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New Unlawful Presence Rule for Students

by Hamid R. Kashani, Attorney at Law
Nov 07, 2018

On May 11, 2018, USCIS announced a new rule for determining the days of unlawful presence for international students holding F, J, and M visa. This rule is scheduled to take effect on August 9, 2018. The new rule can produce harsh consequences for international students. 

What are consequences of unlawful presence?

Unlawful presence in the United States has harsh consequences:

  • The accumulation of any period of unlawful presence automatically results in visa cancellation and the student will be required to reapply for a new visa at the U.S. consulate in his or her home country.
  • The accumulation of more than 180 days but less than a year of unlawful presence, during a single visit, will result in inadmissibility to the United States for a period of three (3) years.
  • The accumulation of one (1) year or more of unlawful presence, during a single visit, will result in inadmissibility to the United States for a period of ten (10) years.

Note that the 3- and 10-year bars are triggered upon departure from the United States.

For further details about consequences of accumulating days of unlawful presence, see Consequences of Overstaying

How did USCIS determine students' unlawful presence before?

Under the old rules (i.e., rules in effect prior to August 9, 2018), international students started accumulating unlawful presence on the earliest of the following dates:

  • The day after DHS made a formal finding that the student had violated his or her status;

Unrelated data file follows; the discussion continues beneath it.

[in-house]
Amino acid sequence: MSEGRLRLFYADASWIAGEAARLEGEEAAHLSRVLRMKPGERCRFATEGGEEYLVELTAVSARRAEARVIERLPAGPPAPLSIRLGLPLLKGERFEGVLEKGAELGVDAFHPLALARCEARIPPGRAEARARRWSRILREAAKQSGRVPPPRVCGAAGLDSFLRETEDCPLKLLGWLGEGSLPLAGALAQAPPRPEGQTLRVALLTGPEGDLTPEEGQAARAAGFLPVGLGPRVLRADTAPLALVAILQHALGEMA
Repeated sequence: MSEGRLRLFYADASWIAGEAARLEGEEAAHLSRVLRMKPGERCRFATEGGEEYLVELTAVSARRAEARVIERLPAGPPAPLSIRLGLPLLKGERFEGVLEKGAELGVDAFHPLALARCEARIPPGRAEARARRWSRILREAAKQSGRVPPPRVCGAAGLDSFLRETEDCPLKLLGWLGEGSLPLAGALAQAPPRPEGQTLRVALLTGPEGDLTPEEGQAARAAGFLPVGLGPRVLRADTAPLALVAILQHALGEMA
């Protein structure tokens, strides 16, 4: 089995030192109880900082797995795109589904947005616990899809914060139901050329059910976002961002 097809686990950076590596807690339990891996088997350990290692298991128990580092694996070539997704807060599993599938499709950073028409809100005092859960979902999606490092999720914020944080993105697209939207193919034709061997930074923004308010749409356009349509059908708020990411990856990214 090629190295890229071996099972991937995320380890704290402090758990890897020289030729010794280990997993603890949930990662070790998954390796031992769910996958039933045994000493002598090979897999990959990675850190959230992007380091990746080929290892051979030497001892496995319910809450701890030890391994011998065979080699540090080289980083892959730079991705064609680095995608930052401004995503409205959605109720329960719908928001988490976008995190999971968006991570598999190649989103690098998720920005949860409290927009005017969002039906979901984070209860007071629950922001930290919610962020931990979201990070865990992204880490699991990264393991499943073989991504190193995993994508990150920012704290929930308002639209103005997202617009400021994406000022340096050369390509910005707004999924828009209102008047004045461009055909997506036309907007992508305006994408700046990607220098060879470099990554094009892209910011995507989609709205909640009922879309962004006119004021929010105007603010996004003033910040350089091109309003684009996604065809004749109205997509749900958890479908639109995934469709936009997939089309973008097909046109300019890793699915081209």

• The day after the expiration date, if any, shown on the student's I-94; or
  • The day after an immigration judge or, in certain cases, the Board of Immigration Appeals (BIA) ordered the student removed, deported, or excluded, regardless of whether the student appeals.

This rule meant that an international student, with permission to stay marked as “D/S” (duration of status) on his or her I-94, would not have started to accumulate days of unlawful presence until USCIS formally found the student to be in violation of his or her status.

How would USCIS determine unlawful presence under the new rule?

The new rule (i.e., rule that took effect on August 9, 2018) prescribes that international students on F, J, and M visa start accumulating unlawful presence on the earliest of the following dates:

  • The day after the student no longer pursues the course of study or the authorized activity, or the day after the student engages in an unauthorized activity;
  • The day after the student completes his or her course of study or program, including any authorized practical training plus any authorized grace period;
  • The day after the expiration date, if any, shown on I-94; or
  • The day after an immigration judge or, in certain cases, the Board of Immigration Appeals (BIA) order them removed, deported, or excluded, regardless of whether the student appeals.

What are consequences of the new USCIS rule?

International students in the United States live here for a long period of time and go through many life events during the time they are here. While they may try their best to comply with each and every rule, it is possible that over the years they may make some technical errors (even a minor one for a brief period of time) along the way, which may not be obvious to them at all. At the same time, they may not have any communications with the USCIS or the United States Department of State for years.

The implication of the new rule is that when, years later, the student has an encounter with the USCIS (e.g., asking for permission to engage in OPT or becoming the beneficiary of an employment-based petition) suddenly the USCIS may declare a status violation has occurred years ago. Thereafter, the student's visa is automatically voided, and, in the worst case, the student is placed in removal proceeding and is declared inadmissible for a period of years (due to accumulated days of unlawful presence).

Would the USCIS apply the new rule retroactively?

No. USCIS specifically states that the new rule applies students in “F, J, or M status who fail to maintain their status on or after Aug. 9, 2018.”  However, students, who had already started to accumulate days of unlawful presence under the old rule, will continue that accumulation.